The Department of Energy has picked a Pacific Northwest National Laboratory computer scientist for an Early Career Research Award and given him a $2.5 million grant to advance his work.
Sam Payne, a senior informatics scientist at the DOE national lab in Richland, is conducting research to identify proteins that could be used in biofuel production. He'll spend the grant money over five years.
Understanding the relationships between microbes and their environment is key to DOE's goal of manipulating microorganisms for biofuel production from materials such as plant residues, according to the DOE abstract for Payne's project. Microorganisms use proteins as a means to interact with their natural environments and digest their food to grow and survive.
Payne is developing algorithms to find patterns in large amounts of data generated by mass spectrometers to help identify proteins in complex samples of bacteria.
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He'll use the grant to study the bacterial communities that help cows digest plants and improve the ability to identify the species of origin for newly discovered proteins within the community.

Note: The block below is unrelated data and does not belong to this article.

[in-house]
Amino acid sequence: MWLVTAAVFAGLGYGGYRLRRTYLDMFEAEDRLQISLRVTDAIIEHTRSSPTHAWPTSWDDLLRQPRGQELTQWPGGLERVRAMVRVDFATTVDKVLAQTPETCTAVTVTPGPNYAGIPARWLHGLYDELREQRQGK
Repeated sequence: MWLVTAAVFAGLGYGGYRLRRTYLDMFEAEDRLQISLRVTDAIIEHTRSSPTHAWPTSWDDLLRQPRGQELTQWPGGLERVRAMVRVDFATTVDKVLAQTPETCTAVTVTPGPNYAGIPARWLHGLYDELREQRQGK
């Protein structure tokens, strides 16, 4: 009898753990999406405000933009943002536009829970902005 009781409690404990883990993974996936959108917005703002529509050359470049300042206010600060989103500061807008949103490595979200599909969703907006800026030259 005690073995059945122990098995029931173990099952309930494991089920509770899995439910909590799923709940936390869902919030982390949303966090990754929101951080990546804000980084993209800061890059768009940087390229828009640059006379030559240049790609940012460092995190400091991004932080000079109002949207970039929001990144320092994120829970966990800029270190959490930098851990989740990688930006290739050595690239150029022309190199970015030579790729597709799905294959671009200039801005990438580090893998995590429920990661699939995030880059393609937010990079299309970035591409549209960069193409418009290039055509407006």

"In a natural environment with thousands of different organisms present, this complex process is crucial for understanding the specialized roles that individual microbes play within the community and how they convert plant material into biofuels," according to the abstract.
Payne was one of 68 researchers picked this year for an Early Career Research Award after DOE received 850 proposals. To be eligible, researchers must have earned a doctorate within the past decade.
The Early Career Research Program of DOE's Office of Science is designed to bolster the nation's scientific workforce by providing support to exceptional researchers during their early professional years, when many scientists do their most formative work, according to PNNL.